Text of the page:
Zahir Ebrahim, Project Humanbeingsfirst.org, United States of America
Letter To Editor, March 25, 2009
I cannot but help completely agree with the greatest Pakistani physicist Pervez Hoodbhoy whose unsurpassed political brilliance routinely penetrates all that ails Pakistan. He is once again quoted in the foreign press, in this instance, this morning's New York Times in their Mighty Wurlitzer's neurolinguistic programming piece “U.S. Weighs Sharif as Possible Partner”, March 25, 2009, astutely observing:
'“Nawaz Sharif is a reflection of Pakistani society,” said Pervez Hoodbhoy, a physicist and a critic of current government policies. “He is silent on what matters most: the insurgency. What we need is a leader.”'
The three fantastic points of agreements I have with prodigy scientist Pervez Hoodbhoy are entirely captured in that one short passage. It is quite an honor for me to have such a distinguished Pakistani physicist reflect my own humble contentions which no instrument of the patricians will otherwise ever bother to quote or cite, for a lowly plebeian can seldom find a place-setting at their high Tea Parties:
1: “Nawaz Sharif is a reflection of Pakistani society,”
Undoubtedly, the Pakistani society was galvanized by Nawaz Sharif's catalyzing chutzpah to finally overcome their years of apathy to courageously assert: I have had it up to my neck and am not going to take it anymore. Felicitations to the Pakistani society were noted in the Open Letter to Aitzaz Ahsan of March 16, 2009 ( http://tinyurl.com/dcovnf ).
2: “He is silent on what matters most: the insurgency.”
Indubitably, “Great is truth, but still greater, from a practical point of view, is silence about truth. By simply not mentioning certain subjects... totalitarian propagandists have influenced opinion much more effectively than they could have by the most eloquent denunciations.”
Pervez Hoodbhoy's insightful lament on silence about “what matters most” I am sure, principally stems only from his idealistic concerns of its propagandistic impact on social discourse as expressed by Aldous Huxley above, and therefore, must also include all pertinent omissions of crucial significance, including those noted in the OPEN LETTER TO NAWAZ SHARIF – THE ROAD AHEAD March 17, 2009 ( http://tinyurl.com/c5vpfu ):
a) never asserting that stopping the drone attacks from Pakistani territories is your mandate;
b) never asserting that Pakistan military's job is to defend the nation and its peoples from external threats and not to wage war upon its own innocent peoples, men, women, and children, at the behest of, and payment from, those threatening the country's very existence;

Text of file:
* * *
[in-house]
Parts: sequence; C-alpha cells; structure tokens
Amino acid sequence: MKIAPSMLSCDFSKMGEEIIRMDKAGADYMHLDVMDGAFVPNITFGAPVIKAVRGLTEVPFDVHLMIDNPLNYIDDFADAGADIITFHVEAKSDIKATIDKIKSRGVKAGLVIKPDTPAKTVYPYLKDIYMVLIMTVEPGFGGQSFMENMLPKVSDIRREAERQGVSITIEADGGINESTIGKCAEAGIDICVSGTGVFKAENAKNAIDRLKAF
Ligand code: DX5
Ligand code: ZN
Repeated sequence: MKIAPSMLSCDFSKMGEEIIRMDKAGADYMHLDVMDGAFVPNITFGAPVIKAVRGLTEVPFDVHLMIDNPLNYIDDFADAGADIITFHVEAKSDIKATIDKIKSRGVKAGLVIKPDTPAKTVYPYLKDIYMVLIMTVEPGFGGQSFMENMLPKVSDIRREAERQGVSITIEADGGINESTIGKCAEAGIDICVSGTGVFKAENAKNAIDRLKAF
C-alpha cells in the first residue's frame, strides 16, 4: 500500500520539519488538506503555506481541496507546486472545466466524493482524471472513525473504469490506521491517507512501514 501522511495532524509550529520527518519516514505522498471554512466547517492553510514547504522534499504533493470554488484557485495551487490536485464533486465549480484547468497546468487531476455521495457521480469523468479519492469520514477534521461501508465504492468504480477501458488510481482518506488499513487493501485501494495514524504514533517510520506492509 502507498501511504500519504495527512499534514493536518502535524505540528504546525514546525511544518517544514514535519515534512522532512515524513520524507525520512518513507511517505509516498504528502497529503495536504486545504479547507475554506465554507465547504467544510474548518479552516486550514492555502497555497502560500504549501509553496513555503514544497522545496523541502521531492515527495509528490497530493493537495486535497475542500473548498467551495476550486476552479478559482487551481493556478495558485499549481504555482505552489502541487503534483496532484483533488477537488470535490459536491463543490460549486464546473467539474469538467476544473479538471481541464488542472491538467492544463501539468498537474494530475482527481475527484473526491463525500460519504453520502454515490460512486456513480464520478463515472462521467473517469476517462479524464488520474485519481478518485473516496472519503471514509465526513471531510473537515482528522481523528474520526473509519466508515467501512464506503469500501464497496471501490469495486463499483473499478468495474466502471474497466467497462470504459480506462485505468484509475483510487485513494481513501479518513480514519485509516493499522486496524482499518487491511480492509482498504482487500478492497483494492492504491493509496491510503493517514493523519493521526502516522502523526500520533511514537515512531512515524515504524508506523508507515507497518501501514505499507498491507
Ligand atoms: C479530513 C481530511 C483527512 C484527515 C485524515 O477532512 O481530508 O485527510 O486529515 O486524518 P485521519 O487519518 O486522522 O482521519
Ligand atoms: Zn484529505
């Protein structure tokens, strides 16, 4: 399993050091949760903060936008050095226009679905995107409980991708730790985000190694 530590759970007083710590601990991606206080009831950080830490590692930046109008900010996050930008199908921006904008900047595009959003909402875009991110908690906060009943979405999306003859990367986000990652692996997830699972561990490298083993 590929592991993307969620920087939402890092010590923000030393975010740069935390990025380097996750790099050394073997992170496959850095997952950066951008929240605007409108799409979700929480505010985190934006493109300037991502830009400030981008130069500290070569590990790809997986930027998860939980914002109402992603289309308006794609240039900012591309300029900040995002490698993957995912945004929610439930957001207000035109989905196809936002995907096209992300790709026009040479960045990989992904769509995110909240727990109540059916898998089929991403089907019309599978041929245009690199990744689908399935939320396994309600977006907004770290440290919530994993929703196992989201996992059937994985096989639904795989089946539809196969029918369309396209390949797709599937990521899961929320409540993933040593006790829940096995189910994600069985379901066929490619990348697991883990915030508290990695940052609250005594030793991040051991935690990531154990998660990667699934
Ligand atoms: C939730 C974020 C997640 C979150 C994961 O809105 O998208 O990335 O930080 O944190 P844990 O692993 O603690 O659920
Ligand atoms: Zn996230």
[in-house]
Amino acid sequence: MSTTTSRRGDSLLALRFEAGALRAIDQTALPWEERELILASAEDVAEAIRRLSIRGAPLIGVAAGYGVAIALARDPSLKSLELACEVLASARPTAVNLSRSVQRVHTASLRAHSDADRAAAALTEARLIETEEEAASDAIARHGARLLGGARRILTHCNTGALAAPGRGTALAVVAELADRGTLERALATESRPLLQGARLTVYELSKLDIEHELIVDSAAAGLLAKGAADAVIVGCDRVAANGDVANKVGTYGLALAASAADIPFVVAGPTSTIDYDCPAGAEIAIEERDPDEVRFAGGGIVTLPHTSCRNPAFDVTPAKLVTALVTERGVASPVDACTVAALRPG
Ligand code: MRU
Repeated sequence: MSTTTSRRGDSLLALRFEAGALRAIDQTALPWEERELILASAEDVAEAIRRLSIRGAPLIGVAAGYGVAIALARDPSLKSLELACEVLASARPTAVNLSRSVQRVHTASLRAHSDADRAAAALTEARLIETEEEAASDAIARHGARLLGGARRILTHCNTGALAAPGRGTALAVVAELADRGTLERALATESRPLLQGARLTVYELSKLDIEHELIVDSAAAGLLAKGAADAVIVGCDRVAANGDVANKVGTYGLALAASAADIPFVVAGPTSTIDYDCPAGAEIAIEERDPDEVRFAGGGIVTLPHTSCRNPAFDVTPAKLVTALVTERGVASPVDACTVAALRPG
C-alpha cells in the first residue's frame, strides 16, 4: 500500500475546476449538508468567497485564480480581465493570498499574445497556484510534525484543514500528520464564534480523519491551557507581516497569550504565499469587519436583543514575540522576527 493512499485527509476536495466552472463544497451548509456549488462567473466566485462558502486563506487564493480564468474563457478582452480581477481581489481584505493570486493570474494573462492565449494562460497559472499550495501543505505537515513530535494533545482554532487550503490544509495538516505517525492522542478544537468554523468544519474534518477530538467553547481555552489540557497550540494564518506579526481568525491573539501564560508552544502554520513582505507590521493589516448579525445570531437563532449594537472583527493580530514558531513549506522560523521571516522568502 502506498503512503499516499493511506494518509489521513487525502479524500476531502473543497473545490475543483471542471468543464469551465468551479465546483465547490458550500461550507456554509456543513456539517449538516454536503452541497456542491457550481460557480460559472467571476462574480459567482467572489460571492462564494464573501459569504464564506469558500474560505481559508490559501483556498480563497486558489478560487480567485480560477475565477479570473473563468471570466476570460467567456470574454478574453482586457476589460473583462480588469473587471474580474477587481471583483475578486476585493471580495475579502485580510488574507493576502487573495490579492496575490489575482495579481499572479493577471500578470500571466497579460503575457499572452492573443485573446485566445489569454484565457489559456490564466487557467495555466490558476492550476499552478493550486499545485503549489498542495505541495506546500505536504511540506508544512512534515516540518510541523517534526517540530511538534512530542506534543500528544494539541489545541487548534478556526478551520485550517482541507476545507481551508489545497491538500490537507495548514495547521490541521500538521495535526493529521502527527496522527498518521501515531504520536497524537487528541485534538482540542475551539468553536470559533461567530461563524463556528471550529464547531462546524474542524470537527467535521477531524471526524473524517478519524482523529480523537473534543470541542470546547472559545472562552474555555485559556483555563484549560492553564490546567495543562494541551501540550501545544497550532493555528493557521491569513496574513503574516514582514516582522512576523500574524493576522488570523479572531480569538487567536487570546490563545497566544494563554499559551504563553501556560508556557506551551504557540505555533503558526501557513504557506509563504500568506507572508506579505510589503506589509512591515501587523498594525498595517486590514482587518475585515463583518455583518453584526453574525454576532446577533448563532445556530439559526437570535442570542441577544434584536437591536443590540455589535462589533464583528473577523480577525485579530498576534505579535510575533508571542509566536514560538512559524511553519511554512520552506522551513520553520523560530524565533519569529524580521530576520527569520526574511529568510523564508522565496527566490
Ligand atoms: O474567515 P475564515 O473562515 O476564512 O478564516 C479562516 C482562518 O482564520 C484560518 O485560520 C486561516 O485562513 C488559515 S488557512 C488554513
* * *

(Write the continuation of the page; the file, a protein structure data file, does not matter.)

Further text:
c) never asserting that the 'war on terror' is a manufactured fiction that is sinking Pakistan into oblivion;
d) never asserting that 911 was a false-flag operation to create the pretext for a “New Pearl Harbor” to enable pre-planned “imperial mobilization” enroute to 'one-world' government;
e) and most importantly, never unequivocally asserting that this is NOT PAKISTAN'S WAR and that we must DISENGAGE NOW!
3. “What we need is a leader.”
Agreeing with Pervez Hoodbhoy once again in what is palpably a universal truth, the dire urgency for un co-opted national leadership before the existential question of “To be or not to be” is unequivocally answered by the hectoring hegemons on their terms, is un-apologetically spelled out in The Day After – American Agenda for Pakistan March 21, 2009 ( http://tinyurl.com/ctdbps ).
The fact that these remarkable three points of agreement are not insignificant for the future of Pakistan, is demonstrated by the same New York Times article which further elaborated on how Machiavelli is to be employed by the native-informants to harness the public's sentiments in order to credibly foster the American Agenda:
'Maleeha Lodhi, a former Pakistani ambassador to the United States, said Washington’s suspicions of Mr. Sharif might actually be helpful. “He is sufficiently distanced from the United States to be a credible partner in the eyes of Pakistanis,” she said.'
Not to have the emerging leader be outshined by a mere former ambassador, the New York Times also cites Mr. Nawaz Sharif as voluntarily being part of the American equation provided all his buttons are pressed in the right order:
'Mr. Sharif, in a recent interview, emphasized the similarities between the approach he would take toward militancy and that currently being discussed in Washington, including separating the Taliban, whose members can be talked to, from Al Qaeda, whose adherents cannot.'
And to doubly ensure that any newly installed legal maestro wouldn't be an impediment to the American Agenda in Pakistan, the New York Times further notes what those right buttons might be:
'Aitzaz Ahsan, the leader of the lawyers’ movement, said it would not be difficult for the United States to work with Mr. Sharif. On March 15, the Sunday of the protest, Mr. Ahsan accompanied Mr. Sharif in a two-and-a-half-ton, bulletproof Land Cruiser, as the men were swamped by crowds.
Their time together, Mr. Ahsan said, revealed an important characteristic about Mr. Sharif that Washington should know. “He’s about personal relationships,” he said. “If you befriend him, you can get him to move mountains.” '
Indeed, “If you befriend him, you can get him to move mountains” to foster the American Agenda.
The author, an ordinary researcher and writer on contemporary geopolitics, a minor justice activist, grew up in Pakistan, studied EECS at MIT, engineered for a while in high-tech Silicon Valley (patents here), and retired early to pursue other responsible interests. His maiden 2003 book was rejected by six publishers and can be read on the web at http://PrisonersoftheCave.org. He may be reached at http://Humanbeingsfirst.org. Verbatim reproduction license at http://www.humanbeingsfirst.org#Copyright.
Three Points of Agreement with the Distinguished Physicist Pervez Hoodbhoy March 25, 2009